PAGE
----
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Oil Industry Says Joining 'Law of the Sea' Treaty Could Add to US Reserves
Cox News Service ^ | March 18, 2005 | Nicolas Brulliard

Posted on 03/29/2005 5:38:09 AM PST by lentulusgracchus

A U.N. treaty governing the oceans could clear the way for U.S. oil companies to tap deep oil and gas reserves offshore, which supporters say would bolster America's energy security.

But that access might be blocked, because conservatives opposed to the multinational treaty are fighting hard to keep a strong Senate majority from ratifying the pact.

When Secretary of State Condoleeza Rice called in January for prompt ratification of the treaty, she gave American oil companies their best hope yet to tap oil and gas reserves lying under thousands of feet of seawater.

<snip>..........

In 2003, about 62 percent of the Gulf's oil production came from wells drilled in depths greater than 1,000 feet, according to the Minerals Management Service, up from 12 percent in 1993.

But oil executives say they won't venture into unchartered legal territory until the United States joins the U.N. convention ..... Knowing who owns the land and who will collect royalties are prerequisites ....

According to the convention, oil companies would be required to pay up to 7 percent in royalties to a newly created body called the International Seabed Authority.

<snip>.....................

Since its beginnings in the 1970s, the Law of the Sea convention has had a tumultuous relationship with the United States. President Reagan rejected it in 1982 over concerns regarding deep seabed mining. The Clinton administration renegotiated some of its mining provisions, but the convention came into force in 1994 without U.S. ratification.

Under the leadership of Sen. Richard Lugar, R-Ind., a fervent advocate, the Senate Committee on Foreign Relations unanimously approved its ratification last year, but it failed to move to the Senate floor for a vote after Sen. James Inhofe, R-Okla., called for more hearings to review sovereignty and security issues.

<snip>

(Excerpt) Read more at rigzone.com ...


TOPICS: Business/Economy; Canada; Constitution/Conservatism; Foreign Affairs; Mexico; Russia; US: Alaska; US: California; US: Florida; US: Louisiana; US: Maine; US: Massachusetts; US: Texas
KEYWORDS: condirice; continentalslope; deepwatergom; energy; exploration; inhofe; lawofthesea; lease; lost; lugar; maritimelaw; nickles; ocs; oil; ratification; reagan; royalty; seabed; senate; territorialwaters; treaty; unitednations
When money is on the table, businessmen don't mind alienating sovereignty or kowtowing to a foreign entity.

They have no idea or concern whether the 7% royalty is just a sucker's offer. Their economic models are so front-loaded by assumptions about the cost of money, any outyear surprises don't even show up in their risked analyses of net present value.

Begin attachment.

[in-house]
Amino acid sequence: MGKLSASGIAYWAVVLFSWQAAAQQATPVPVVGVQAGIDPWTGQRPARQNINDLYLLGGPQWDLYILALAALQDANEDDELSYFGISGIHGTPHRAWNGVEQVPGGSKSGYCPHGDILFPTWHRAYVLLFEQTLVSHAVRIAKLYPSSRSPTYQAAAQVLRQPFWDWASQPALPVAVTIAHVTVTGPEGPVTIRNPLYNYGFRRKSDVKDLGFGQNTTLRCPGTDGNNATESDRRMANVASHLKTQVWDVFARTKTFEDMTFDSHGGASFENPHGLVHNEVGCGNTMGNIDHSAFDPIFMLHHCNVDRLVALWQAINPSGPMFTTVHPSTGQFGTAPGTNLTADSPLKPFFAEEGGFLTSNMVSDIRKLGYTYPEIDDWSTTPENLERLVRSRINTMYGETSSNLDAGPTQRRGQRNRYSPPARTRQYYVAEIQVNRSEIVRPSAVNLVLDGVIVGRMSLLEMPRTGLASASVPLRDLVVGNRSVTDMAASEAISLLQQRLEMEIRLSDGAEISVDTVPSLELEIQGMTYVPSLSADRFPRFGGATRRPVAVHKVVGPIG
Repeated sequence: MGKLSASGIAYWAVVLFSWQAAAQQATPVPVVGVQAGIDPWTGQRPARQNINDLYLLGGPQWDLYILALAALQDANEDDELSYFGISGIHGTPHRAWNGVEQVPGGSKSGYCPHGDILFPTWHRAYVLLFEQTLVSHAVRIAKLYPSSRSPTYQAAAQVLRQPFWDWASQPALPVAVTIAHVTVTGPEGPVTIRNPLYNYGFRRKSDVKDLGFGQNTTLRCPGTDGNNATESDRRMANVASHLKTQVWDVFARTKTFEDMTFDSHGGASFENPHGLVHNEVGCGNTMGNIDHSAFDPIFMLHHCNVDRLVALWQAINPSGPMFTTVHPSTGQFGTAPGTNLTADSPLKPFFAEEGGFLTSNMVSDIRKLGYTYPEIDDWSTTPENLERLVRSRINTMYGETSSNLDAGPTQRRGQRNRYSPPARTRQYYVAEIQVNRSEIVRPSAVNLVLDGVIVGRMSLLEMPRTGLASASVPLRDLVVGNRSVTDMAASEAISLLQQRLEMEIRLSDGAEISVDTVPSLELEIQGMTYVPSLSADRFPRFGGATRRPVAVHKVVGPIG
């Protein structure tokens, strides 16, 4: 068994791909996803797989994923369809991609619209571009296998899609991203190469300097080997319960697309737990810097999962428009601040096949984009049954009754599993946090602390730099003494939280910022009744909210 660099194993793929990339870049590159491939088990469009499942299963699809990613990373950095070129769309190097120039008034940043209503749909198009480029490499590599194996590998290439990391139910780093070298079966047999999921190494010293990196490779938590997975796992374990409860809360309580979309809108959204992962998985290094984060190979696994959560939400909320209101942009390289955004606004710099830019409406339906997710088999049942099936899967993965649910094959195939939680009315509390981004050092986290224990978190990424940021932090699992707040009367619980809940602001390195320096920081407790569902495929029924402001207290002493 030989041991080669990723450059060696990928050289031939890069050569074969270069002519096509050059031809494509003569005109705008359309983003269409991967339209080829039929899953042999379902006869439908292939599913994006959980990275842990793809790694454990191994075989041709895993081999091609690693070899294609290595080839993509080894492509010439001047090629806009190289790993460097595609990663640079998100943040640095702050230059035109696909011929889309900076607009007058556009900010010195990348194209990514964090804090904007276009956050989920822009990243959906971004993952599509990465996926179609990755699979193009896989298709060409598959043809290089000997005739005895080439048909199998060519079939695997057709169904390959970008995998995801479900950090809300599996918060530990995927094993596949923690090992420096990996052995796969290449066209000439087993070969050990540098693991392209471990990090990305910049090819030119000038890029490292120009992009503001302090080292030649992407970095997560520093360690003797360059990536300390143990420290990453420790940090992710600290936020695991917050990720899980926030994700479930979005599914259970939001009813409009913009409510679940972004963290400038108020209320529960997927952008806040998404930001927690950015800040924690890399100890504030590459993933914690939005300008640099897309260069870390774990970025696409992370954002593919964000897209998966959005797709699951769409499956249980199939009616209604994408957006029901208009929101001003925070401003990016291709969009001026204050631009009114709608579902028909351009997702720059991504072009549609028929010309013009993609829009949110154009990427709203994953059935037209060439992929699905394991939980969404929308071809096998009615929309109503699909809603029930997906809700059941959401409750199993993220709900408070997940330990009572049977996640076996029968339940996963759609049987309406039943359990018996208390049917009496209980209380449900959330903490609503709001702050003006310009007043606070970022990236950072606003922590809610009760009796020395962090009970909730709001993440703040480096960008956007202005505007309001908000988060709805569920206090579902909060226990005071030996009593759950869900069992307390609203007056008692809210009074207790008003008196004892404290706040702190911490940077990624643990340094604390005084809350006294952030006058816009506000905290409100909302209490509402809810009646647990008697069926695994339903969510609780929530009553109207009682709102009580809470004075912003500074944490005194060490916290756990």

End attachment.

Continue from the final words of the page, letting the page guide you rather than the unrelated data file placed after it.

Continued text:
1 posted on 03/29/2005 5:38:12 AM PST by lentulusgracchus
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To: lentulusgracchus

We won't be able to do that as we might disturb a sleeping fish. Forget it!


2 posted on 03/29/2005 5:40:19 AM PST by Piquaboy (22 year veteran of the Army, Air Force and Navy, Pray for all our military .)
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To: lentulusgracchus

We won't be able to do that as we might disturb a sleeping fishy. Forget it!


3 posted on 03/29/2005 5:41:41 AM PST by Piquaboy (22 year veteran of the Army, Air Force and Navy, Pray for all our military .)
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To: lentulusgracchus
But oil executives say they won't venture into unchartered legal territory until the United States joins the U.N. convention .....

Good, don't do it. The trade of isn't worth it.

4 posted on 03/29/2005 5:42:02 AM PST by MileHi
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To: lentulusgracchus
A U.N. treaty governing the oceans could clear the way for U.S. oil companies to tap deep oil and gas reserves offshore, which supporters say would bolster America's energy security.

That is perhaps one of the dumbest statements I have read in a long time.
"Could"?

What's stopping us from doing it now?
Whether it's a politician who is trying to be all things to all people, or a self-centered business who will deal with the devil for profits, or a mental deficient trying to promote "one world", dumb is dumb.

5 posted on 03/29/2005 5:43:28 AM PST by Publius6961 (The most abundant things in the universe are ignorance, stupidity and hydrogen)